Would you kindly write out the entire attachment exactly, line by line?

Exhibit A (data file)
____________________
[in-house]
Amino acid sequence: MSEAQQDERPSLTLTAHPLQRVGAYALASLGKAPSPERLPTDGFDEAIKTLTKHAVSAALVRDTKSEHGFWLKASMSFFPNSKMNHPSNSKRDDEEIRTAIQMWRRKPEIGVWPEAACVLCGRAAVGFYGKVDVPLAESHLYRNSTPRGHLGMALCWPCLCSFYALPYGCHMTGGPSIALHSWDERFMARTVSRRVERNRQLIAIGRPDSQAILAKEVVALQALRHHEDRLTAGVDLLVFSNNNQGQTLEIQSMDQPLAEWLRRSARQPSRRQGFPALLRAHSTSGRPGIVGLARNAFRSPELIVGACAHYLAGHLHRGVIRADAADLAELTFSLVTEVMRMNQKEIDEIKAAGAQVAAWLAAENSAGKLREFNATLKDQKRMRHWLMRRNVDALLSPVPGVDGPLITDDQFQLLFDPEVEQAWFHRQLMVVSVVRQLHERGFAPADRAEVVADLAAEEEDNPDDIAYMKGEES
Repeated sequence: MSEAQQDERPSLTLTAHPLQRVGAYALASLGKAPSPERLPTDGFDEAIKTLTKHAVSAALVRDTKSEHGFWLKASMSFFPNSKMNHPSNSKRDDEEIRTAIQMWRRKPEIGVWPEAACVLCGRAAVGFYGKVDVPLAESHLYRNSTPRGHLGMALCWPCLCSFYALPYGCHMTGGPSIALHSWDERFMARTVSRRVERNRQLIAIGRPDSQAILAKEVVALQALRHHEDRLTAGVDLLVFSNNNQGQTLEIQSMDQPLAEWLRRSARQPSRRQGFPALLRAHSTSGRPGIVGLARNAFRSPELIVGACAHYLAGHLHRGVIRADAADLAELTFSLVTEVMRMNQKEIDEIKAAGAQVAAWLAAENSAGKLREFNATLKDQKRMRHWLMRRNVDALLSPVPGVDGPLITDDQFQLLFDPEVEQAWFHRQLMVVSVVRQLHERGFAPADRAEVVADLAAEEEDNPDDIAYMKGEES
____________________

[in-house]
Amino acid sequence: MSEAQQDERPSLTLTAHPLQRVGAYALASLGKAPSPERLPTDGFDEAIKTLTKHAVSAALVRDTKSEHGFWLKASMSFFPNSKMNHPSNSKRDDEEIRTAIQMWRRKPEIGVWPEAACVLCGRAAVGFYGKVDVPLAESHLYRNSTPRGHLGMALCWPCLCSFYALPYGCHMTGGPSIALHSWDERFMARTVSRRVERNRQLIAIGRPDSQAILAKEVVALQALRHHEDRLTAGVDLLVFSNNNQGQTLEIQSMDQPLAEWLRRSARQPSRRQGFPALLRAHSTSGRPGIVGLARNAFRSPELIVGACAHYLAGHLHRGVIRADAADLAELTFSLVTEVMRMNQKEIDEIKAAGAQVAAWLAAENSAGKLREFNATLKDQKRMRHWLMRRNVDALLSPVPGVDGPLITDDQFQLLFDPEVEQAWFHRQLMVVSVVRQLHERGFAPADRAEVVADLAAEEEDNPDDIAYMKGEES
Repeated sequence: MSEAQQDERPSLTLTAHPLQRVGAYALASLGKAPSPERLPTDGFDEAIKTLTKHAVSAALVRDTKSEHGFWLKASMSFFPNSKMNHPSNSKRDDEEIRTAIQMWRRKPEIGVWPEAACVLCGRAAVGFYGKVDVPLAESHLYRNSTPRGHLGMALCWPCLCSFYALPYGCHMTGGPSIALHSWDERFMARTVSRRVERNRQLIAIGRPDSQAILAKEVVALQALRHHEDRLTAGVDLLVFSNNNQGQTLEIQSMDQPLAEWLRRSARQPSRRQGFPALLRAHSTSGRPGIVGLARNAFRSPELIVGACAHYLAGHLHRGVIRADAADLAELTFSLVTEVMRMNQKEIDEIKAAGAQVAAWLAAENSAGKLREFNATLKDQKRMRHWLMRRNVDALLSPVPGVDGPLITDDQFQLLFDPEVEQAWFHRQLMVVSVVRQLHERGFAPADRAEVVADLAAEEEDNPDDIAYMKGEES